A tribute to Frank Lloyd Wright’s built, unbuilt, and demolished New York works

June 7, 2017

For many, Frank Lloyd Wright is considered the archetype of his profession; he was brash and unapologetic about his ideas, he experimented and tested the limits of materiality and construction, and he was never afraid to put clients in their place when they were wrong. It was this unwavering confidence paired with a brilliant creative mind that made him one of the greatest American architects to ever live. And one of the most influential.

This week Wright would have turned 150 years old, so to celebrate his birthday and his importance to the practice of modern architecture, we’re paying tribute to the architect’s built, destroyed, and never-constructed New York works. Amazingly, of the more than 500 structures credited with his name, he can only claim one in Manhattan.

guggenheim musuem Image © clickr CC / Paul Arps


Built nearly 60 years ago, the Guggenheim continues to awe visitors even today. Wright was commissioned by Solomon R. Guggenheim alongside his artist friend Hilla von Rebay (who introduced Guggenheim to modern art and was the reason he began collecting avant-garde works) in 1943 to build a space to house his vast collection. Wright accepted the commission, seeing it as an opportunity to bring his organic style into the heart of a city (the architect hated urban density). Rebay wanted the museum to be a “temple of the spirit” that would provide a new way of experiencing art. And though the design took Wright nearly 15 years to complete (there were six sets of working drawings produced and the museum didn’t open until after his death), Wright was successful in his execution. In addition to a striking exterior, the interior of the museum is like no other. Upon entering, visitors are greeted with a soaring 92-foot atrium space wrapped with a circular ramp. The swirling path also offers a means to explore the interior architecture and the rooms housing the museum’s works.

Notably, while this modern landmark was under construction, Wright took up residence at the famed Plaza Hotel where he lived from 1954 to 1959.

Images via The Steiner Agency


As part of the Guggenheim commission, Wright held an exhibition in 1953 called “Sixty Years of Living Architecture: The Work of Frank Lloyd Wright” in which he constructed a model Usonian House and pavilion on the site where the museum would eventually rise. Although the home was never meant to stand longer than the stretch allotted for the show, it had quite an impact on New Yorkers. The exhibit introduced many to the work of Wright and his way of thinking. The temporary home had the typical floor-to-ceiling doors and windows, an open plan, and the characteristic cantilevering roof seen in Wright homes in the Midwest. This exhibition provided a wonderful precursor to what would arrive next on site.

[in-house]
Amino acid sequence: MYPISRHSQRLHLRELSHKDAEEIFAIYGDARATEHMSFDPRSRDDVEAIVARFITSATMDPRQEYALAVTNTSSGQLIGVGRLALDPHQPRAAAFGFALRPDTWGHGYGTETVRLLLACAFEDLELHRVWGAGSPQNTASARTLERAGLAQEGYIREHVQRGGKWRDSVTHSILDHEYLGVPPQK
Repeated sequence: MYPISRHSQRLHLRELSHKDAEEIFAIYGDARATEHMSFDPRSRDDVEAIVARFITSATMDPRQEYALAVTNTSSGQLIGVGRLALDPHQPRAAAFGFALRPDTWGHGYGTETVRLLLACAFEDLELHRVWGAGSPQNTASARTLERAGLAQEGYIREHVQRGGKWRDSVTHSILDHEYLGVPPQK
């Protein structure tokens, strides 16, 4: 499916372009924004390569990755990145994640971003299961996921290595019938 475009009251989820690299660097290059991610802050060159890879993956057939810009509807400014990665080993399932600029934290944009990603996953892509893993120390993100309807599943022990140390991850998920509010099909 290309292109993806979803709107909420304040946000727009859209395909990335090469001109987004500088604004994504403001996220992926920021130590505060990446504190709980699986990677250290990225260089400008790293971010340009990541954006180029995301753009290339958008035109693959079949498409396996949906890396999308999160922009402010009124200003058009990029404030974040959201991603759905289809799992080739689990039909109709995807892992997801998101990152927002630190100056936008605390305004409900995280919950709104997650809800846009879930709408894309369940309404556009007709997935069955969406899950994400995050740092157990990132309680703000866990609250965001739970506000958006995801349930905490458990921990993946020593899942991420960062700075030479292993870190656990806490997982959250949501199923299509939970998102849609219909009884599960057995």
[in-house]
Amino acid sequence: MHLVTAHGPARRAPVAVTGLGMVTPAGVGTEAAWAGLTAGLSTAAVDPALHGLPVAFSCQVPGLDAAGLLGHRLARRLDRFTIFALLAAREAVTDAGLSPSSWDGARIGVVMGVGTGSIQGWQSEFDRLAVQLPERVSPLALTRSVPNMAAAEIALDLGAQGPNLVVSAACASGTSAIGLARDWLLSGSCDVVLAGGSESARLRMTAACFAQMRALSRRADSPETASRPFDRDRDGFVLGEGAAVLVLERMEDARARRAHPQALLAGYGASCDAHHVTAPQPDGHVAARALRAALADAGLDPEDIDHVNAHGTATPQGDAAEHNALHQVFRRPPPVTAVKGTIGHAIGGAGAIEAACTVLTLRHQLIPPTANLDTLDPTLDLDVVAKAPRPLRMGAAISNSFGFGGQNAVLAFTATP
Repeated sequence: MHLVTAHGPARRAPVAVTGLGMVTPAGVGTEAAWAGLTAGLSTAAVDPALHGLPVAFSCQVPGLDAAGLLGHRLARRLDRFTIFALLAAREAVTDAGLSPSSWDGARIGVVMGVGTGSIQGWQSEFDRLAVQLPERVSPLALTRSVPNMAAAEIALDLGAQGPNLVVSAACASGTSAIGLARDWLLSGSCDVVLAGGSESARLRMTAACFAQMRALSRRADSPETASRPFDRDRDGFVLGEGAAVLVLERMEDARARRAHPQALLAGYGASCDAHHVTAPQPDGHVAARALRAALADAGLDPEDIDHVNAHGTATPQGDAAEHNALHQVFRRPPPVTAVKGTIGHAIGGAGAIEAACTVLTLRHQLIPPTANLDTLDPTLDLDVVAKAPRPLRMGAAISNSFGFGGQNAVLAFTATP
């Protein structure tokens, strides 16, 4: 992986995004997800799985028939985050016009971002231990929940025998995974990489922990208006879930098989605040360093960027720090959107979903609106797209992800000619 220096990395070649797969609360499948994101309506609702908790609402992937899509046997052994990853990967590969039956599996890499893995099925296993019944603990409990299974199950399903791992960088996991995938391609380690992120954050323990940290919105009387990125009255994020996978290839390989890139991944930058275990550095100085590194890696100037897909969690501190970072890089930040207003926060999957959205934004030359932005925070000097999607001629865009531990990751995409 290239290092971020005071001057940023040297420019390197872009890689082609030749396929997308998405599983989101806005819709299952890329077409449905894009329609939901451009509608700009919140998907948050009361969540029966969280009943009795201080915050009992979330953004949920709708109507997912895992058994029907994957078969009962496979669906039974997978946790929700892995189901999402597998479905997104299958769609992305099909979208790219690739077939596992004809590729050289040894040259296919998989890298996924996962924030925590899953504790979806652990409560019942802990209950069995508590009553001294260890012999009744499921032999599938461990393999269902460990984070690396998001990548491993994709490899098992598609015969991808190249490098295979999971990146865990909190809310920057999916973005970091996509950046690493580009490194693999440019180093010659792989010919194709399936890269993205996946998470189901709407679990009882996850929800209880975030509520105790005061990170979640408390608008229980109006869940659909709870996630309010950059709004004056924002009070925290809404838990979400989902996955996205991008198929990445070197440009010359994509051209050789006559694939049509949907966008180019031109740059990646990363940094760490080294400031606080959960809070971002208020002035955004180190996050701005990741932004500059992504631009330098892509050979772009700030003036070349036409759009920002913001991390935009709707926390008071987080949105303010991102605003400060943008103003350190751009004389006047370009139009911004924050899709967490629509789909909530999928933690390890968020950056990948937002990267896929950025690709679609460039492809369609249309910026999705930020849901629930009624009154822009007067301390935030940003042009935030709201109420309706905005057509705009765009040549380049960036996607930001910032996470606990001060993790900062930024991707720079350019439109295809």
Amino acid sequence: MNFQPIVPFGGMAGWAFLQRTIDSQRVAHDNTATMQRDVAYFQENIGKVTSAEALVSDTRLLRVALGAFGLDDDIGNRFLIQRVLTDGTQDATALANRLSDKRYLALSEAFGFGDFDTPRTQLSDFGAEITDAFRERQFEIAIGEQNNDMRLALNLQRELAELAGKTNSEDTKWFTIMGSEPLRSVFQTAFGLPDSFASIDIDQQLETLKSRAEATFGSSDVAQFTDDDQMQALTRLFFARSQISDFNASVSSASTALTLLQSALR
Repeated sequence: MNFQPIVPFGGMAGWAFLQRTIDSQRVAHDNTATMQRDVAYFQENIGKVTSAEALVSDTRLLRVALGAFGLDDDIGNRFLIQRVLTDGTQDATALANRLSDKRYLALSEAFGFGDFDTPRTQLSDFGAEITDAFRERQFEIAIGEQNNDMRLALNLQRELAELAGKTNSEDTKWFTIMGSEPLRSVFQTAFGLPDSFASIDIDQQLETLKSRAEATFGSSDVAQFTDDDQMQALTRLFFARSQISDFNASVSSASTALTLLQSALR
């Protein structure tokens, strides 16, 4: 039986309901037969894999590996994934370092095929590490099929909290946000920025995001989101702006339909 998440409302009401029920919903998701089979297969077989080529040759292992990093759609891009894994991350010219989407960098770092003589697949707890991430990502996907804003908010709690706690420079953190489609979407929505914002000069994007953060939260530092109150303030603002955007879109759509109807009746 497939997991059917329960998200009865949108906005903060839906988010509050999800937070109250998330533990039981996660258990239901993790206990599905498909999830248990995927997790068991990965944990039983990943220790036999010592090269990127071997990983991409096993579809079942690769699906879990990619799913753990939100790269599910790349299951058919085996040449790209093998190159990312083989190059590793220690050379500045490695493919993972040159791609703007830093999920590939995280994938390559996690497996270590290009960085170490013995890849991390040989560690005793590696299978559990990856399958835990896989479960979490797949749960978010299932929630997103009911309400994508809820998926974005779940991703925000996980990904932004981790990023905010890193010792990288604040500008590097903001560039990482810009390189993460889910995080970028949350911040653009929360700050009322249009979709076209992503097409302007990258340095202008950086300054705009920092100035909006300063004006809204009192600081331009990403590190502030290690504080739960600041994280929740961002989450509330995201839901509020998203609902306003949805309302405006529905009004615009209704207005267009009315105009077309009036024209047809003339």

[Read more about this project here]

A photo of the Frank Lloyd Wright auto showroom.Image © Auto Week


The Hoffman Auto Showroom is another lost treasure, surprisingly meeting its end fairly recently in 2013. The showroom was constructed in 1955 and occupied by Mercedes from 1957 on. The carmaker left the building in January 2012, and just over a year later, the showroom was quietly demolished after the Landmarks Preservation Commission called the building owner to have it declared an interior landmark.

What makes this particular work so unique is not only the fact that it is one of Wright’s few works in Manhattan, but it boasts a familiar central feature: a rotating spiral ramp to display the cars. This facet was most certainly inspired by the architect’s immersion in the design of the Guggenheim which started construction in 1956.

[Read more about this project here]

48 Clausland Mountain Road (also known as the Socrates Zaferiou House) designed by Frank Lloyd WrightImages courtesy of Monore Realty


Although Wright’s Prairie style was a sensation primarily taking hold in the Midwest, one of his prefab Prairie creations did make its way upstate. This modest beauty is located in Blauvelt, just a half-hour outside of New York City. In line with the architect’s love for the outdoors, the home sits on a private 2.5-acre property which itself sits within the 500-acre Clausland Mountain Preserve. The home boasts an open floor plan and four spacious bedrooms spread across one floor. Interestingly, this construction was part of a development project Wright worked on with developer Marshall Erdman and is only one of 11 built. The homes were meant to be sold for $15,000 back in the day, but this particular house was last placed on the market for $795,000 in 2014.

[Read more about this project here]

cass house, 48 Manor Drive Staten Island, frank lloyd wright, frank lloyd wright staten islandImage via NewYorkitecture.com